Heroin abuse during pregnancy, together with related factors like poor nutrition and inadequate prenatal care, has been associated with adverse consequences including low birthweight, an important risk factor for later developmental delay. If the mother is regularly abusing the drug, the infant may be born physically dependent on heroin and could suffer from serious medical complications requiring hospitalization.

What Treatment Options Exist?

A range of treatments exist for heroin addiction, including medications and behavioral therapies. Science has taught us that when medication treatment is combined with other supportive services, patients are often able to stop using heroin (or other opiates) and return to stable and productive lives.

Treatment usually begins with medically assisted detoxification to help patients withdraw from the drug safely. Medications such as clonidine and, now, buprenorphine can be used to help minimize symptoms of withdrawal. However, detoxification alone is not treatment and has not been shown to be effective in preventing relapse—it is merely the first step.

Medications to help prevent relapse include the following:

  • Methadone has been used for more than 30 years to treat heroin addiction. It is a synthetic opiate medication that binds to the same receptors as heroin; but when taken orally, it has a gradual onset of action and sustained effects, reducing the desire for other opioid drugs while preventing withdrawal symptoms. Methadone can be intoxicating and sedating, and its effects have more mild interference with ordinary daily activities. NOTE: Methadone and Suboxone have been approved by the FDA based on ‘harm reduction’ to the individual and society. Both medications are addictive and contribute to maintaining the addiction cycle. They are common in government funded programs and rarely seen in private treatment. Utah Addiction Centers does not endorse the use of Methadone!
  • Buprenorphine is a more recently approved treatment for heroin addiction (and other opiates). Compared with methadone, buprenorphine produces less risk for overdose and withdrawal effects and does produce a lower level of physical dependence. The development of buprenorphine and its authorized use in physicians’ offices give opiate-addicted patients more medical options and extend the reach of addiction medication. Its accessibility may even prompt attempts to obtain treatment earlier. However, not all patients respond to buprenorphine. NOTE: Suboxone and Methadone have been approved by the FDA based on ‘harm reduction’ to the individual and society. Both medications are addictive and contribute to maintaining the addiction cycle. They are common in government funded programs and rarely seen in private treatment. At Utah Addiction Centers, we endorse the use of Suboxone!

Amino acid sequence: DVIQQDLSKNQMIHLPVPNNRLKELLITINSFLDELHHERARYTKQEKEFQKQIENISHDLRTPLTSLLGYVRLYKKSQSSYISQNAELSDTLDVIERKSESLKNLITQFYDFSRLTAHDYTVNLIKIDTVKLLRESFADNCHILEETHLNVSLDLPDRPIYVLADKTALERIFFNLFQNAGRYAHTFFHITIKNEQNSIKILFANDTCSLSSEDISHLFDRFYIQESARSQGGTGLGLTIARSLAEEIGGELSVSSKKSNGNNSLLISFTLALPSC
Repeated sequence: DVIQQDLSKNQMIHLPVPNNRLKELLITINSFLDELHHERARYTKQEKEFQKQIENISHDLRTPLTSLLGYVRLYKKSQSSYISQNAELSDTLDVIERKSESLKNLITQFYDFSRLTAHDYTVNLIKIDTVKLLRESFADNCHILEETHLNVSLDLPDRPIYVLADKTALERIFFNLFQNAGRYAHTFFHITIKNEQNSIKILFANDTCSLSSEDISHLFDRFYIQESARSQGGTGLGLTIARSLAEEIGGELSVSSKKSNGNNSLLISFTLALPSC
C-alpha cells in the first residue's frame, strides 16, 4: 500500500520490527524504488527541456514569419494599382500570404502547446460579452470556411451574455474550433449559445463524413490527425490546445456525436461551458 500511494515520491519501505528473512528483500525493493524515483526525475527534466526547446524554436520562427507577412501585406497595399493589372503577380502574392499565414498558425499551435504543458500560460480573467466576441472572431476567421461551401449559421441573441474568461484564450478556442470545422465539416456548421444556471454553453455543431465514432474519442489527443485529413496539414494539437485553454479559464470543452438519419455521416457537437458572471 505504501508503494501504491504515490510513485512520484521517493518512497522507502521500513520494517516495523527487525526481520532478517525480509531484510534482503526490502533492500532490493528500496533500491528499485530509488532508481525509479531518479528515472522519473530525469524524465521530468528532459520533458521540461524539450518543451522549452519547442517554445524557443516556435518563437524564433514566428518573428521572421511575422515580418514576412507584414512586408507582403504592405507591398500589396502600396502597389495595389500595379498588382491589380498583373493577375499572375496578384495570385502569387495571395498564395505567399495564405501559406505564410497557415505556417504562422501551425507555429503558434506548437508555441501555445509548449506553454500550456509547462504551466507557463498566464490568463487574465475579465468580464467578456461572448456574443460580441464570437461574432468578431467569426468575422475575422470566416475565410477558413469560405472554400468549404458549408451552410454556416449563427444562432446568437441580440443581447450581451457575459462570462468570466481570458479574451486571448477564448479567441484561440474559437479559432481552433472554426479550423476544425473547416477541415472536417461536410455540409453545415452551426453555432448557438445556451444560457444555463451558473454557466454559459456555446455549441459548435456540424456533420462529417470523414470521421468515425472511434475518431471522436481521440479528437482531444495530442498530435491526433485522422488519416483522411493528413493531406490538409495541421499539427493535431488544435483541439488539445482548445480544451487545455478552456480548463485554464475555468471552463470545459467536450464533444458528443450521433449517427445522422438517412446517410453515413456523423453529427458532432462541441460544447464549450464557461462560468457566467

• Naltrexone is approved for treating heroin addiction but has not been widely utilized due to poor patient compliance. This medication blocks opioids from binding to their receptors and thus prevents an addicted individual from feeling the effects of the drug. Naltrexone as a treatment for opioid addiction is usually prescribed in outpatient medical settings, although initiation of the treatment often begins after medical detoxification or in a residential setting. To prevent withdrawal symptoms, individuals must be medically detoxified and opioid-free for seven days before taking naltrexone. Naloxone is a non-addictive shorter acting opioid receptor blocker. Utah Addiction Centers endorse the use of Vivitrol (a once-a-month injection of slow-released naltrexone) and the naltrexone implant.

There are many effective behavioral treatments available for heroin addiction—usually in combination with medication. These can be delivered in residential or outpatient settings. Examples are individual or group counseling and cognitive-behavioral therapy, designed to help modify a patient’s expectations and behaviors related to drug abuse, and to increase skills in coping with various life stressors.

Source: National Institute on Alcohol Abuse and Alcoholism
http://www.nida.nih.gov/infofacts/heroin.html